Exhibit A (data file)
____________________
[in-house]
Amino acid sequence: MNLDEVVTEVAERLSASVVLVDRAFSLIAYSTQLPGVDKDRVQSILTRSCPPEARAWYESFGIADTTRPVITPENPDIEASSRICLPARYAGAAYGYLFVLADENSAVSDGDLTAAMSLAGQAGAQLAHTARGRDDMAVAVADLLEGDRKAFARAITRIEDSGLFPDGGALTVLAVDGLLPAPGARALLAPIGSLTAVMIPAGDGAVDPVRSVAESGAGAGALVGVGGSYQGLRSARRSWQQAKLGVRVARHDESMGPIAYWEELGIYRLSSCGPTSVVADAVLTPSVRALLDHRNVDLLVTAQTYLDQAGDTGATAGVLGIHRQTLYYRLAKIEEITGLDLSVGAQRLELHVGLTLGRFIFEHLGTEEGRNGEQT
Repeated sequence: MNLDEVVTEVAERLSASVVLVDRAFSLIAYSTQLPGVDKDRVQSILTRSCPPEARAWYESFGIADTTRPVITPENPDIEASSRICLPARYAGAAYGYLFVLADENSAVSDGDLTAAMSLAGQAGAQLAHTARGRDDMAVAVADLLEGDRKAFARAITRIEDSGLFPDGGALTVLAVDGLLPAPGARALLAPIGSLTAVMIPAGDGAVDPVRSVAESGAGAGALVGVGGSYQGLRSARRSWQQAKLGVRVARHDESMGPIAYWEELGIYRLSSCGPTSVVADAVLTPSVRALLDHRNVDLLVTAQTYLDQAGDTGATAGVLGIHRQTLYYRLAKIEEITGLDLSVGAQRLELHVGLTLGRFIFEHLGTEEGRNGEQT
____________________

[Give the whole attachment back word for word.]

[in-house]
Amino acid sequence: MNLDEVVTEVAERLSASVVLVDRAFSLIAYSTQLPGVDKDRVQSILTRSCPPEARAWYESFGIADTTRPVITPENPDIEASSRICLPARYAGAAYGYLFVLADENSAVSDGDLTAAMSLAGQAGAQLAHTARGRDDMAVAVADLLEGDRKAFARAITRIEDSGLFPDGGALTVLAVDGLLPAPGARALLAPIGSLTAVMIPAGDGAVDPVRSVAESGAGAGALVGVGGSYQGLRSARRSWQQAKLGVRVARHDESMGPIAYWEELGIYRLSSCGPTSVVADAVLTPSVRALLDHRNVDLLVTAQTYLDQAGDTGATAGVLGIHRQTLYYRLAKIEEITGLDLSVGAQRLELHVGLTLGRFIFEHLGTEEGRNGEQT
Repeated sequence: MNLDEVVTEVAERLSASVVLVDRAFSLIAYSTQLPGVDKDRVQSILTRSCPPEARAWYESFGIADTTRPVITPENPDIEASSRICLPARYAGAAYGYLFVLADENSAVSDGDLTAAMSLAGQAGAQLAHTARGRDDMAVAVADLLEGDRKAFARAITRIEDSGLFPDGGALTVLAVDGLLPAPGARALLAPIGSLTAVMIPAGDGAVDPVRSVAESGAGAGALVGVGGSYQGLRSARRSWQQAKLGVRVARHDESMGPIAYWEELGIYRLSSCGPTSVVADAVLTPSVRALLDHRNVDLLVTAQTYLDQAGDTGATAGVLGIHRQTLYYRLAKIEEITGLDLSVGAQRLELHVGLTLGRFIFEHLGTEEGRNGEQT